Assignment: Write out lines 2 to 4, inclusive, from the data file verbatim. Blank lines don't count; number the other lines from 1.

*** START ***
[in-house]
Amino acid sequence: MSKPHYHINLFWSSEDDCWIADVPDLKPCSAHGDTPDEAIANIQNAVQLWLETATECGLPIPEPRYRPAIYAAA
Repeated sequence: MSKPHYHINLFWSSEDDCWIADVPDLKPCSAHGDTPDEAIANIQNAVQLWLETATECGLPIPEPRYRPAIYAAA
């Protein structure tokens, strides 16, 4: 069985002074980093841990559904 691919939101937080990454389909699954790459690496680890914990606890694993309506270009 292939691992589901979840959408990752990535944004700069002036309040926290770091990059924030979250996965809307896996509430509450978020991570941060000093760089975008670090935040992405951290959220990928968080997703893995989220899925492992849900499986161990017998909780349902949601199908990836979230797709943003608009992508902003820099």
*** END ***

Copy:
Amino acid sequence: MSKPHYHINLFWSSEDDCWIADVPDLKPCSAHGDTPDEAIANIQNAVQLWLETATECGLPIPEPRYRPAIYAAA
Repeated sequence: MSKPHYHINLFWSSEDDCWIADVPDLKPCSAHGDTPDEAIANIQNAVQLWLETATECGLPIPEPRYRPAIYAAA
């Protein structure tokens, strides 16, 4: 069985002074980093841990559904 691919939101937080990454389909699954790459690496680890914990606890694993309506270009 292939691992589901979840959408990752990535944004700069002036309040926290770091990059924030979250996965809307896996509430509450978020991570941060000093760089975008670090935040992405951290959220990928968080997703893995989220899925492992849900499986161990017998909780349902949601199908990836979230797709943003608009992508902003820099």